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The people at Skyland Trail helped me believe in myself again. They taught me that having a mental illness didn't mean that I had to scale down my dreams for myself.

– Melody M., Skyland Trail alumni

Residential and Day Treatment for Bipolar Disorder

Skyland Trail Is A Nationally Recognized Bipolar Treatment Center

Skyland Trail offers residential treatment for bipolar illness as well as a day treatment program for bipolar illness in Atlanta.

Medications such as lithium, carbamezapine, valproic acid and sometimes atypical antipsychotic medications are essential and effective in controlling the illness. As our clients' active symptoms are resolved through medication and psychotherapy, they can focus on developing the skills they need to achieve their goals, whether returning to school or work or enjoying meaningful relationships.

In addition to applying specialized evidence-based therapies, we provide guidance and support to help clients address their symptoms through proven strategies like routinely getting eight hours of sleep each night, engaging in cardiovascular exercise, improving nutrition, and participating in positive leisure and social activities. 

We recognize that your diagnosis is important; it helps us match you with the best evidence-based psychiatric treatment and the best specialized expertise to improve your mental health. But we also recognize that you are so much more than a diagnosis. Our treatment team will help you discover a path to mental wellness - one that is uniquely your own.

What is Bipolar Disorder?

what is bipolar disorder

A person with a bipolar disorder has experienced at least one episode of mania as well as episodes of depression. It's common to experience depressive episodes with low mood and low energy and manic or hypomanic episodes with elevated mood and high energy. A mood episode can last for hours, days, or even months.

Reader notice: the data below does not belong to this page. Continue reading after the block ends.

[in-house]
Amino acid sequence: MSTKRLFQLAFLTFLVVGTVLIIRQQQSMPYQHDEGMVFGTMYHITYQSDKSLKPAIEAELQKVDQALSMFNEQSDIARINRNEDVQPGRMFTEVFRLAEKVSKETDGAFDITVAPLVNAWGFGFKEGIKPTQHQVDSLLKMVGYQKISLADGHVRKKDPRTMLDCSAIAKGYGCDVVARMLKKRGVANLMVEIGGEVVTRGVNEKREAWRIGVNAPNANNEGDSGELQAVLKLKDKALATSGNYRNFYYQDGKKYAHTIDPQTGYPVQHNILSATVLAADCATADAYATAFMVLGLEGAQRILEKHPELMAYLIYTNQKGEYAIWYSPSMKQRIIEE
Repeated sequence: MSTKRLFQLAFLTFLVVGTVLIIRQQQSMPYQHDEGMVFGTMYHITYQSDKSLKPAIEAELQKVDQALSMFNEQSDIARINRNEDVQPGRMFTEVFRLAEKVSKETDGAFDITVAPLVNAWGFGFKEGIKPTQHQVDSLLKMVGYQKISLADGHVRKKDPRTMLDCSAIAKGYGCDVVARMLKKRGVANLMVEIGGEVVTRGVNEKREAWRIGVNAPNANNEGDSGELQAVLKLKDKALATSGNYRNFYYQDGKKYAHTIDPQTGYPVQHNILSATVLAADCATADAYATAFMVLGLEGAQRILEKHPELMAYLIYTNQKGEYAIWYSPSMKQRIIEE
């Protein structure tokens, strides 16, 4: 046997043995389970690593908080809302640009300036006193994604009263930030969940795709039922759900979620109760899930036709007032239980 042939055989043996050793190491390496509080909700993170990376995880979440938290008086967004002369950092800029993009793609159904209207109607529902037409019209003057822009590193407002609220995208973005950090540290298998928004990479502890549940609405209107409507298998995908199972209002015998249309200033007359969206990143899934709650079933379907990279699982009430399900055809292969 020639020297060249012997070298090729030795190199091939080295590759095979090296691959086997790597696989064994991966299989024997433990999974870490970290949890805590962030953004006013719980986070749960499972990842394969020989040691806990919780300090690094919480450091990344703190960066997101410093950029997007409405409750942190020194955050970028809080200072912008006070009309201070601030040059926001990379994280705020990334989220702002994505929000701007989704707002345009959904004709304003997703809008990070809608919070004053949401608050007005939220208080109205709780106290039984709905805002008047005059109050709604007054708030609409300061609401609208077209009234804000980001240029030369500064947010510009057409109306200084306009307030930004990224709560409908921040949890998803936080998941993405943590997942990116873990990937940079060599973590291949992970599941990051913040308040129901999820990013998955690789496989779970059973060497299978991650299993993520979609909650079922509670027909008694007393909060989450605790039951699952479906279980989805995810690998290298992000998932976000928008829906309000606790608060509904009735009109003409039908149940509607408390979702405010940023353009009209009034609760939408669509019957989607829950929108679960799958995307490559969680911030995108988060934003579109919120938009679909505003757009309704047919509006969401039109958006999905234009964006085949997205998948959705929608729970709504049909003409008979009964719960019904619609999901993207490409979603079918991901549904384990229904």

Most people with bipolar disorder have mostly depressive episodes, although some have mostly manic or hypomanic episodes. It’s not always up or down; most people with bipolar have significant periods in between mood episodes where they experience euthymia, meaning they are neither depressed nor manic.

During a manic episode, individuals may have increased energy, grandiose feelings or beliefs, rapid thoughts, sleeplessness, and impulsive behavior. Depressive episodes are characterized by feelings of sadness and hopelessness, lack of energy, too much or too little sleep, and changes in appetite, among other symptoms. Manic and depressive episodes may be separated by periods of time where the person's mood is not affected. While bipolar illness is a mood disorder, some patients experience psychosis as a symptom.

 

Client Testimonial: Melody's Story

Skyland Trail graduate Melody M. describes how treatment at Skyland Trail helped her understand her bipolar illness and take control of her life.

Watch Melody's Story

Types of Bipolar Disorders

types of bipolar disorders 
There are 5 types of bipolar disorders:

  1. Bipolar 1: Bipolar I is considered more severe than bipolar II because people with bipolar I experience at least one episode of mania, while individuals with bipolar II experience hypomania, a milder episode of elevated mood and energy. 
  2. Bipolar 2: Though considered less severe, untreated, bipolar II may still interfere with a person’s ability to work, go to school, or participate fully in the community. People with bipolar I are more likely to experience symptoms of psychosis than people with bipolar II, and psychosis is more likely to occur with mania than with depression.
  3. Cyclothymic Disorder: While symptoms may be classified as mild, the highs and lows of cyclothymia can still interfere with relationships, school or work responsibilities, and day-to-day living, so it’s still important to seek effective treatment.
  4. Bipolar Disorder With Rapid Cycling: In rapid cycling bipolar, individuals experience four or more episodes of mania, hypomania, or depression in a year and may or may not return to a euthymic mood in between.
  5. Bipolar Disorder Otherwise Specified

Appearance of Signs & Symptoms of Bipolar Disorder

Symptoms of bipolar disorder often appear during a person’s early 20s, though children and teens can also show signs of bipolar symptoms.

bipolar disorder signs and symptons